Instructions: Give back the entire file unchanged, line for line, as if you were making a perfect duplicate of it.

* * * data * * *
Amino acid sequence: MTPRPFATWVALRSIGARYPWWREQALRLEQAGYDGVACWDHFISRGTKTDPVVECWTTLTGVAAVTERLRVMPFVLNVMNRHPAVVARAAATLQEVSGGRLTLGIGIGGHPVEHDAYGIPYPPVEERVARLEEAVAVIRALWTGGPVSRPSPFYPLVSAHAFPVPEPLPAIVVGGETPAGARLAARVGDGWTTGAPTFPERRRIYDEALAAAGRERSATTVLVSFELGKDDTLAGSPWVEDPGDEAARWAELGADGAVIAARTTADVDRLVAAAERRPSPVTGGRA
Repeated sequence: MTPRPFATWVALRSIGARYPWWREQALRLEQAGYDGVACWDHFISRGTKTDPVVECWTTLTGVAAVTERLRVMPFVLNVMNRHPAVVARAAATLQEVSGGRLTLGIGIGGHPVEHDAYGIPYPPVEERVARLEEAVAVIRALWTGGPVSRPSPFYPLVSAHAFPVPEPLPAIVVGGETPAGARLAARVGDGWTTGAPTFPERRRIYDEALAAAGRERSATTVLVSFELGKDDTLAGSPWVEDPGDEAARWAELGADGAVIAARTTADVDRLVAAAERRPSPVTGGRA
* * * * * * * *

Amino acid sequence: MTPRPFATWVALRSIGARYPWWREQALRLEQAGYDGVACWDHFISRGTKTDPVVECWTTLTGVAAVTERLRVMPFVLNVMNRHPAVVARAAATLQEVSGGRLTLGIGIGGHPVEHDAYGIPYPPVEERVARLEEAVAVIRALWTGGPVSRPSPFYPLVSAHAFPVPEPLPAIVVGGETPAGARLAARVGDGWTTGAPTFPERRRIYDEALAAAGRERSATTVLVSFELGKDDTLAGSPWVEDPGDEAARWAELGADGAVIAARTTADVDRLVAAAERRPSPVTGGRA
Repeated sequence: MTPRPFATWVALRSIGARYPWWREQALRLEQAGYDGVACWDHFISRGTKTDPVVECWTTLTGVAAVTERLRVMPFVLNVMNRHPAVVARAAATLQEVSGGRLTLGIGIGGHPVEHDAYGIPYPPVEERVARLEEAVAVIRALWTGGPVSRPSPFYPLVSAHAFPVPEPLPAIVVGGETPAGARLAARVGDGWTTGAPTFPERRRIYDEALAAAGRERSATTVLVSFELGKDDTLAGSPWVEDPGDEAARWAELGADGAVIAARTTADVDRLVAAAERRPSPVTGGRA